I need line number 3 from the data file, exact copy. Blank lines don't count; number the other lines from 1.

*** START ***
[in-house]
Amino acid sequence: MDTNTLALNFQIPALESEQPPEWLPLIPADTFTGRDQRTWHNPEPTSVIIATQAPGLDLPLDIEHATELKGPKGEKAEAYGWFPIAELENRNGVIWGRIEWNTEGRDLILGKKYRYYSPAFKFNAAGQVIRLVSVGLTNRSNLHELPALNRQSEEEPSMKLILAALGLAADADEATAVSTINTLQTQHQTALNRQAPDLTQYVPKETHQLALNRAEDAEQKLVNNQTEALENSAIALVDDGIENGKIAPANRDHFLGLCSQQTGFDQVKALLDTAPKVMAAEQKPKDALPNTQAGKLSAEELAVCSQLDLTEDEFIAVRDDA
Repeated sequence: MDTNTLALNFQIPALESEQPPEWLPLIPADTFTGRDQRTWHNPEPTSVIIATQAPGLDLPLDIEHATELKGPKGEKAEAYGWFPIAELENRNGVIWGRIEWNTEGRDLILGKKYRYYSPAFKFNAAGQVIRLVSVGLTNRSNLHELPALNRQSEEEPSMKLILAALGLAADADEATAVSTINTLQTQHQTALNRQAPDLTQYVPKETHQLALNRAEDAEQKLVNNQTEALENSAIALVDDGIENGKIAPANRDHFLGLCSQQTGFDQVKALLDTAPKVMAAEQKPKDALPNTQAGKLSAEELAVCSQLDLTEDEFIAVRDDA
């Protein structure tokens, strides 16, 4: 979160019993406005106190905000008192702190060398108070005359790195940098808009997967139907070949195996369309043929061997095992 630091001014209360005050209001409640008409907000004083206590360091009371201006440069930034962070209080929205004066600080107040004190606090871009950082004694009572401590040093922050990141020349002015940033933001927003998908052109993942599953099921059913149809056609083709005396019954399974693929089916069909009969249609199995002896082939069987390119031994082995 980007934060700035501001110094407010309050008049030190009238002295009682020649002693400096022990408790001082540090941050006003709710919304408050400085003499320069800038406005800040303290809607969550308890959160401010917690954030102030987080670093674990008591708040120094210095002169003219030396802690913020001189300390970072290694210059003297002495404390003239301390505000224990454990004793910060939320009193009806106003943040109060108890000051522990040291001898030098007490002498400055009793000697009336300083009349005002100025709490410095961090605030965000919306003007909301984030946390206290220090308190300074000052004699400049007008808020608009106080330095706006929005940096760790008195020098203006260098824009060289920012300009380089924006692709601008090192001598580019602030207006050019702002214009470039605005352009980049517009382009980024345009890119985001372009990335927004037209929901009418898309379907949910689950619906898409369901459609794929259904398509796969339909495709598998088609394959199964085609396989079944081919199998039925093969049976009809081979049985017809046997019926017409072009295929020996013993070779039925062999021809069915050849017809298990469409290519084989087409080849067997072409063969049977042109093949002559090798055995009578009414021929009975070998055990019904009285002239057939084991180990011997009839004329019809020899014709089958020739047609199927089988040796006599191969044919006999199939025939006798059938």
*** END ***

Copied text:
Repeated sequence: MDTNTLALNFQIPALESEQPPEWLPLIPADTFTGRDQRTWHNPEPTSVIIATQAPGLDLPLDIEHATELKGPKGEKAEAYGWFPIAELENRNGVIWGRIEWNTEGRDLILGKKYRYYSPAFKFNAAGQVIRLVSVGLTNRSNLHELPALNRQSEEEPSMKLILAALGLAADADEATAVSTINTLQTQHQTALNRQAPDLTQYVPKETHQLALNRAEDAEQKLVNNQTEALENSAIALVDDGIENGKIAPANRDHFLGLCSQQTGFDQVKALLDTAPKVMAAEQKPKDALPNTQAGKLSAEELAVCSQLDLTEDEFIAVRDDA